The Long Winter

This winter was harsh here. Like a trauma, it had to pass before I could write about it.

I took pictures. School was cancelled a lot. I spent many hours gripping my steering wheel and inching across slick roads. I lost sight of bare pavement for months.

Mostly I hid under the covers, wrapped in my red sheets, and watched the days slide by – world soft & white or wet & dark.

Discontent settled in around me, like dust on shelves. I didn’t brush it off. I wrote my name in it, on every filthy surface.

Spring came, and we got drunk on the rain and the excess warm air. Neighbors stumbled out of their doors, to shed layers, draw on the sidewalk with chalk, shout up the street, ride bikes, to sing or shoot guns, somewhere far away.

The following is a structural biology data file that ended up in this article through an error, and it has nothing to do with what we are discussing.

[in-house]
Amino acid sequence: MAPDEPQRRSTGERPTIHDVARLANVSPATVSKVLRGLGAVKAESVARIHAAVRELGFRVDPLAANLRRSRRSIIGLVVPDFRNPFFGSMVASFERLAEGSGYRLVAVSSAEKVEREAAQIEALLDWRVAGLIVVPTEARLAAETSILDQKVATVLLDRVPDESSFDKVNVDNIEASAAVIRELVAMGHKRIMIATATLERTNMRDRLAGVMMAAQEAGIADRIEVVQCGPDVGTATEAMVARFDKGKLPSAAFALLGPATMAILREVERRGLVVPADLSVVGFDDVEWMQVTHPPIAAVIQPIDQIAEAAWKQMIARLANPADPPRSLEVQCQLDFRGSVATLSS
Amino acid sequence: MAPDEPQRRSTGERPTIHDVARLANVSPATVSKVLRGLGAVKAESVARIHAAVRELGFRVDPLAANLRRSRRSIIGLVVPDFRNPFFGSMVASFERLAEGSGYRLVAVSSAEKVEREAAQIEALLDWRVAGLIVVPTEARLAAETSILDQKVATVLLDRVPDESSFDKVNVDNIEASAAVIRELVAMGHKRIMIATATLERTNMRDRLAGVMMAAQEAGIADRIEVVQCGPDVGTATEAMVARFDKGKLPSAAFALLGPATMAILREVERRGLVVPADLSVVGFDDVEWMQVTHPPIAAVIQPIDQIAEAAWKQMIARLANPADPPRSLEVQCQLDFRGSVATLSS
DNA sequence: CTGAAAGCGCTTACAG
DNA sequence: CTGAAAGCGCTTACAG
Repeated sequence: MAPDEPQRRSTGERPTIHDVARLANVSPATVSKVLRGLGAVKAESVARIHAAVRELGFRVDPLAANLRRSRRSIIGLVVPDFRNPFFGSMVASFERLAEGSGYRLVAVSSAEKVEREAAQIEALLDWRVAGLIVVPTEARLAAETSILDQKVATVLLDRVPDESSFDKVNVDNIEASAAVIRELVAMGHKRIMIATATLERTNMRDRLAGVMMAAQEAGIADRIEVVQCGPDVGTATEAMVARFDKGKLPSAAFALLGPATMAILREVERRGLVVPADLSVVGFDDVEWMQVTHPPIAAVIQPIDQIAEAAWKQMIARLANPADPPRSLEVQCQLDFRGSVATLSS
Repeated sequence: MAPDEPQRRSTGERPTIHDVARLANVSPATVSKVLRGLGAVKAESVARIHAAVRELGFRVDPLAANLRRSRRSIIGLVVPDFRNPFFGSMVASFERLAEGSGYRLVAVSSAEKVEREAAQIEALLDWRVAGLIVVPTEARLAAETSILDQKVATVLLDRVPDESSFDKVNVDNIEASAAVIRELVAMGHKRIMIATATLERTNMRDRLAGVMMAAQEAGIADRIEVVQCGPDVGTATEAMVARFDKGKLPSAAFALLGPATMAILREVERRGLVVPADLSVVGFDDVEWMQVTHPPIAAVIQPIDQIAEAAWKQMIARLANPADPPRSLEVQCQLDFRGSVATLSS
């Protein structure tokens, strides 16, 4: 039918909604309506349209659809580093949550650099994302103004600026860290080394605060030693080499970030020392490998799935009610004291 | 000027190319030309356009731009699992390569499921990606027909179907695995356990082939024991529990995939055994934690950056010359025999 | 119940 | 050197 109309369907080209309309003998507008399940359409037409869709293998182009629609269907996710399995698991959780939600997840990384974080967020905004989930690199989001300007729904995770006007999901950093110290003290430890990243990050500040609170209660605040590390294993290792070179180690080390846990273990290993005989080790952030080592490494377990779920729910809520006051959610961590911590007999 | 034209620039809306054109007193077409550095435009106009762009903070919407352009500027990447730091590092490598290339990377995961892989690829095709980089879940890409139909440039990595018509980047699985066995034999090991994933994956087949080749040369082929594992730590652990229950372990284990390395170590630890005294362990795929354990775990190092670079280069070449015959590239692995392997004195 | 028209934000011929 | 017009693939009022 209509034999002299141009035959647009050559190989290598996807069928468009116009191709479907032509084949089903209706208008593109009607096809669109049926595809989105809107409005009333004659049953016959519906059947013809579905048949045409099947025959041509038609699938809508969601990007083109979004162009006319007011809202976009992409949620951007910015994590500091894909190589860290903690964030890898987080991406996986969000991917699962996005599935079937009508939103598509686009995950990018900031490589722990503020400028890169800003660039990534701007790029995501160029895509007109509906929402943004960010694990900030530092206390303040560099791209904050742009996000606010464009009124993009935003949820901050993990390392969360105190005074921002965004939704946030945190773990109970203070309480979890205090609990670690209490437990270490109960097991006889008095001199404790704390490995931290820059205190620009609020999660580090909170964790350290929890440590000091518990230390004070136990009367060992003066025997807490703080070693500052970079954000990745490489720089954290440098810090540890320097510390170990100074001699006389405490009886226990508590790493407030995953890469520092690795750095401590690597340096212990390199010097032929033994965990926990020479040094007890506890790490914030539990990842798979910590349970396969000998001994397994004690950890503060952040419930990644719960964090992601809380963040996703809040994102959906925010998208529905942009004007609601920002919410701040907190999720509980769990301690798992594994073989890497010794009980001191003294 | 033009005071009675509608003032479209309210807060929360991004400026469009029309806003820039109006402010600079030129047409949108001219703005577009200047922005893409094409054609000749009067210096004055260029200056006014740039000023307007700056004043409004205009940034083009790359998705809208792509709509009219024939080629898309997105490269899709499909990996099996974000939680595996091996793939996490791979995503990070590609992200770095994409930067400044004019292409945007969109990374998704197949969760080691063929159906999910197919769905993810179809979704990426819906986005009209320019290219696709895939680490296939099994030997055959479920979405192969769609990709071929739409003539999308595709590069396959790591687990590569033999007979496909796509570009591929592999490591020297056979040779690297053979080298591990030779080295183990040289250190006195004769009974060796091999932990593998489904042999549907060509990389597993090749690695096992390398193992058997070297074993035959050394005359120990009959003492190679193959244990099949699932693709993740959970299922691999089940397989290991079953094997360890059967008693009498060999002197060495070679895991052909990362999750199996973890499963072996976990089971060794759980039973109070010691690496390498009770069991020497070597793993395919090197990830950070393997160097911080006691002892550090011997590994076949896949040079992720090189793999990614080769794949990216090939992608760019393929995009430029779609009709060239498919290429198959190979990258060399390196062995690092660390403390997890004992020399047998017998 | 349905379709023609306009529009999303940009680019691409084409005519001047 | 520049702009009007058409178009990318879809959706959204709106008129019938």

For me the dates on the calendar are pointed inward. Square boxes become curved lenses, and inside I am still disastrous. Fairy lights reflected in puddles are burning cities, for no good reason. If there’s nothing to flee, I lose direction.

This is nothing new – this is the same every year. Ice to mud to green. I relearn everything, every time.

 

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3 Responses to The Long Winter

  1. Wendy Kennedy says:

    Your words, like your photos, are art. I love this!

  2. Kaley says:

    Love this! I do not envy anyone in the U.S. who had to go through this terrible winter!

  3. Pingback: Year Six: Leaving Loose Ends Untied | Me importa. Me importas. Me importan.

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